Now more than ever, it’s important that we look beyond the obvious and question everything we see and hear.

If asked to pinpoint the exact time I learned to be circumspect about politicians, I’d have to say it was 30 years ago today — on May 8, 1987.

I was living in Amherst, Massachusetts, and watching a live news broadcast of Gary Hart’s announcement that he was withdrawing from the U.S. Democratic presidential race over an alleged affair with model Donna Rice.

In many ways, I think that era represents the onset of my becoming a critical thinker, though like most people, I learned some of that in school, reading books such as “1984.”

I thought Hart would make a good president and for the first time in my life, mailed a check to support a political campaign. When the Rice scandal broke, I was knocked off balance. My image of his character was shattered, and I think not so much because of what had occurred as that he did not come clean about it afterward.

Back in those days, such scandals were somewhat rare in politics, or at least rarer than they are today. When I was a child in the 1960s I was too young to imagine political leaders could be deceptive. We were taught to respect and admire them and I guess we expected that, if confronted with issues questioning their character, they would acknowledge wrongdoing, explain, apologize and move on.

Many years and political scandals later, we find ourselves in 2017 when dishonesty doesn’t seem to matter to a lot of people. We have become more tolerant of lying, obfuscation and disinformation as long as they produce the results we want.

We live in a confusing world where truth and falsehood is sometimes indistinguishable. We must scrutinize, weigh and analyze what people tell us, to discern whether it is true. We no longer can believe, up front, that a promise made by someone we trust will be fulfilled.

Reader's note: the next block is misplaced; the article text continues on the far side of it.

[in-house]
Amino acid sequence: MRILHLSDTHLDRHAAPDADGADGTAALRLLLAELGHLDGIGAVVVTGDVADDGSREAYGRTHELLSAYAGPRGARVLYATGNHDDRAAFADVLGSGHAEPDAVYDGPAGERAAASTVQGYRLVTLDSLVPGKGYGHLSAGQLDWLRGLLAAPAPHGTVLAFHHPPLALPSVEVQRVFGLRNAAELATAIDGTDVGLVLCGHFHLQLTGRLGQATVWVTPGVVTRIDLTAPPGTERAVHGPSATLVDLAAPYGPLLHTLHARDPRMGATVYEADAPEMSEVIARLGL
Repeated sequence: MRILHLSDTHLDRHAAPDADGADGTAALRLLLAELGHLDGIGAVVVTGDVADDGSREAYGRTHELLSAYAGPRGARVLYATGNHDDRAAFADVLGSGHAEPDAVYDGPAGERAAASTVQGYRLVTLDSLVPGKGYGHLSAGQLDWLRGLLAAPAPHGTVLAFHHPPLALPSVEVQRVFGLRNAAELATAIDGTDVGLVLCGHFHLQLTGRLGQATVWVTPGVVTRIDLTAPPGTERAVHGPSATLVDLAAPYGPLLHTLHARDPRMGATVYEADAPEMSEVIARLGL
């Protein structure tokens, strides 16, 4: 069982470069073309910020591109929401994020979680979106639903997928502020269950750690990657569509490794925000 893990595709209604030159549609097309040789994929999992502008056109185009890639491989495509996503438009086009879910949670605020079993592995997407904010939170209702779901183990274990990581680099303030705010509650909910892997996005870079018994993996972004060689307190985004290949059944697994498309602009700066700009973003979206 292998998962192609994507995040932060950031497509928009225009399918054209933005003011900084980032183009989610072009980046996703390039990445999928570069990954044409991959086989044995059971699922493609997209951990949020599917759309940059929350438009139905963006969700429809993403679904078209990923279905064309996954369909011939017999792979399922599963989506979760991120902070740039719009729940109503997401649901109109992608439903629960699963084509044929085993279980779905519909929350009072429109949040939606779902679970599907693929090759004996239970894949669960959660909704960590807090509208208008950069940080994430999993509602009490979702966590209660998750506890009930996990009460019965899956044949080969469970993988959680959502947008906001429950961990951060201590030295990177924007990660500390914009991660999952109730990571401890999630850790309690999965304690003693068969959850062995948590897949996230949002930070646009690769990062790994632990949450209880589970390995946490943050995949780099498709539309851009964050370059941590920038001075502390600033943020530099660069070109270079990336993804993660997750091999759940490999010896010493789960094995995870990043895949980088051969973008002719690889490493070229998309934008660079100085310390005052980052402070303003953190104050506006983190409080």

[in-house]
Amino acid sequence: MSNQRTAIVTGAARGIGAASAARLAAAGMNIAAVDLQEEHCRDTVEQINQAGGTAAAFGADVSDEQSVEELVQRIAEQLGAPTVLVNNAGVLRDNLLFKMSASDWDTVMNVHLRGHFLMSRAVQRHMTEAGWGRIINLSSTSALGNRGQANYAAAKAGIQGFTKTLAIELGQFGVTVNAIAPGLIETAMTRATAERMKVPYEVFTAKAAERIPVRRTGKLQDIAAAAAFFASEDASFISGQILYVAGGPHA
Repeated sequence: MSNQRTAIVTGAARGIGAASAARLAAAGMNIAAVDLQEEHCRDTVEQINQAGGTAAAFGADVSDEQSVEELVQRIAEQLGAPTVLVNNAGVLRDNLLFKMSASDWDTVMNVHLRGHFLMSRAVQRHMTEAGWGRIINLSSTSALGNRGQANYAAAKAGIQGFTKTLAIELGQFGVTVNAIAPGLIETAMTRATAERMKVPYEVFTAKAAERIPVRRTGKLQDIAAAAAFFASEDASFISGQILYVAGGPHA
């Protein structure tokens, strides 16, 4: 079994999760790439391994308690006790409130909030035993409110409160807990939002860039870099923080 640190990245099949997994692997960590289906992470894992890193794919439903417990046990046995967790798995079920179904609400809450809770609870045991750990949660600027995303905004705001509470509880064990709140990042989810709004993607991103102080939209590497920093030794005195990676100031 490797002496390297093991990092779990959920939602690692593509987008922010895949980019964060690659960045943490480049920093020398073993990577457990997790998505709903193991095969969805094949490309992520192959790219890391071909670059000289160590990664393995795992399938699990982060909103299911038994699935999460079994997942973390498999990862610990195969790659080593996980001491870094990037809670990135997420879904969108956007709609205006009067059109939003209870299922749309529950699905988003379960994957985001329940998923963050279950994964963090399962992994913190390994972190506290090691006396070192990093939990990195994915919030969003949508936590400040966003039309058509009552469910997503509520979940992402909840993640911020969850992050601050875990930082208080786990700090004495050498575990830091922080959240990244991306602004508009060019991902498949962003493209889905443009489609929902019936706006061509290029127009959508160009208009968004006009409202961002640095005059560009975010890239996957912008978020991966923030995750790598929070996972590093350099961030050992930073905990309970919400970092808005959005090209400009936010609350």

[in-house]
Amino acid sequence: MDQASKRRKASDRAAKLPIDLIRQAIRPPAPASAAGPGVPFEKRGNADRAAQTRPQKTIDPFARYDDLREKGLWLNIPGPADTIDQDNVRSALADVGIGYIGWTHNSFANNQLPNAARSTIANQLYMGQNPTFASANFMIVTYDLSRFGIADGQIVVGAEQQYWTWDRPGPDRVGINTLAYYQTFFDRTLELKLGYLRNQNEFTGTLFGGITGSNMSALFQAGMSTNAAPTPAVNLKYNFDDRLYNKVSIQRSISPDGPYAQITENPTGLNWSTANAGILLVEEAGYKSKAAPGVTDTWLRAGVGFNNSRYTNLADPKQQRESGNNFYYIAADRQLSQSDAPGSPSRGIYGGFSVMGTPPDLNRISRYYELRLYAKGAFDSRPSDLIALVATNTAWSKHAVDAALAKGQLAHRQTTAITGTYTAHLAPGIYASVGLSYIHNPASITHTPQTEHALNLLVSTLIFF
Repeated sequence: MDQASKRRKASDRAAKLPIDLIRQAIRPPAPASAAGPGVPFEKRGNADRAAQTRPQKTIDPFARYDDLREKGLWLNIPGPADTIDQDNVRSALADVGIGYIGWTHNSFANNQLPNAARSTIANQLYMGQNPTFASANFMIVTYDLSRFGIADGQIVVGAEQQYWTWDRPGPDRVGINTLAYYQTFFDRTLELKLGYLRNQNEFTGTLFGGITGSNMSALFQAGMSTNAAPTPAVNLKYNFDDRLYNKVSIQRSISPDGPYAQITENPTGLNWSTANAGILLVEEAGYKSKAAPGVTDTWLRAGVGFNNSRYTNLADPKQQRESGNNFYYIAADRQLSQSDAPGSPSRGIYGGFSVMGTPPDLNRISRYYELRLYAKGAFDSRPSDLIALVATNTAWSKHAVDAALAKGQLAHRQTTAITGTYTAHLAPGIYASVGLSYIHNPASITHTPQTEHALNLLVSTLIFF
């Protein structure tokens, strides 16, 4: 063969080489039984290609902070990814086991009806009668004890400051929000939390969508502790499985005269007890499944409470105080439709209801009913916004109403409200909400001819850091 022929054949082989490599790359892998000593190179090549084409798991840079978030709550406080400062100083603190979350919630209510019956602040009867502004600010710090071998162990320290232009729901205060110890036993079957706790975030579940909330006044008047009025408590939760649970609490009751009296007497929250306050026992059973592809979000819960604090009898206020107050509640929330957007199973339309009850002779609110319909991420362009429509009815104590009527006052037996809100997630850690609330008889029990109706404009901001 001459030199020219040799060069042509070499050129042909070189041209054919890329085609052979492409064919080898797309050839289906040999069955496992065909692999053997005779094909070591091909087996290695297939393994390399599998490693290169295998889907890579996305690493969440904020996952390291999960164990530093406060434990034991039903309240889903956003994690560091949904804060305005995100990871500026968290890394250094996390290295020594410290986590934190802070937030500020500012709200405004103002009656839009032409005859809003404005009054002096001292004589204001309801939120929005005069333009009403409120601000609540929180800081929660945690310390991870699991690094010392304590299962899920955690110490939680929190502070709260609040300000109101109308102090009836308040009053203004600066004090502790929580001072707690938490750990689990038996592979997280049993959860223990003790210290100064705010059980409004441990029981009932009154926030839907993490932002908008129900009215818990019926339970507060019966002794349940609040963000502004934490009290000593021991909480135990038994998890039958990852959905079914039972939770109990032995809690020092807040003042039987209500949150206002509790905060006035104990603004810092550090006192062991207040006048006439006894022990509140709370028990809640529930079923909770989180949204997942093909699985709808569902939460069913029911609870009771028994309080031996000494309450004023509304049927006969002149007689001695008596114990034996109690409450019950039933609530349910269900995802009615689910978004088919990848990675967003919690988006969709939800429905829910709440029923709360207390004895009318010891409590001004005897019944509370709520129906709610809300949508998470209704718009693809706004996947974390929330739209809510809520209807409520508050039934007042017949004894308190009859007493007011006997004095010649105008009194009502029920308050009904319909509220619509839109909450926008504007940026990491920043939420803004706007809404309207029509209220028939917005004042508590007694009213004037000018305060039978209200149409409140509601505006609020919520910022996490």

It is critical we teach kids to look beyond the surface — to consider not only whether something is true or false, but also to trust their gut in the process.

In the 30 years since Gary Hart exited the presidential race, many scandals have surfaced involving famous and influential people, both before and after elections. In some cases, politicians have survived scandals; in others, they have not.

Lately, some politicians talk about the need to listen to those with whom we disagree, to try to reach across the aisle, find common ground and come to consensus in this unprecedented, polarized political arena.

That’s an honorable idea and one worth pursuing, with eyes wide open.

Today, we tread in dangerous territory if we, without skepticism, follow those who promise us the world — and have the power to make disastrous choices.

We Americans have always prided ourselves on our ability to think independently. Never has that skill been more necessary than now.

I think of former U.S. Sen. Margaret Chase Smith, a no-nonsense politician from Skowhegan who, keenly discerning fact from fiction, stood up to Joe McCarthy in 1950.

She was a role model, back when we were kids in elementary school. She’d visit our classrooms, talk about things that mattered and generally, make us want to emulate her.

In later years, I admired her for her integrity, candor and interest in doing the right thing.

Most of all, I was proud that she was our senator, one who fearlessly took on the guy who spread untruths toward an evil end.

As we fumble about in the reckless realm of 2017, we do well to remember her legacy.

Amy Calder has been a Morning Sentinel reporter for 29 years. Her column appears here Mondays. She may be reached at [email protected]. For previous Reporting Aside columns, go to

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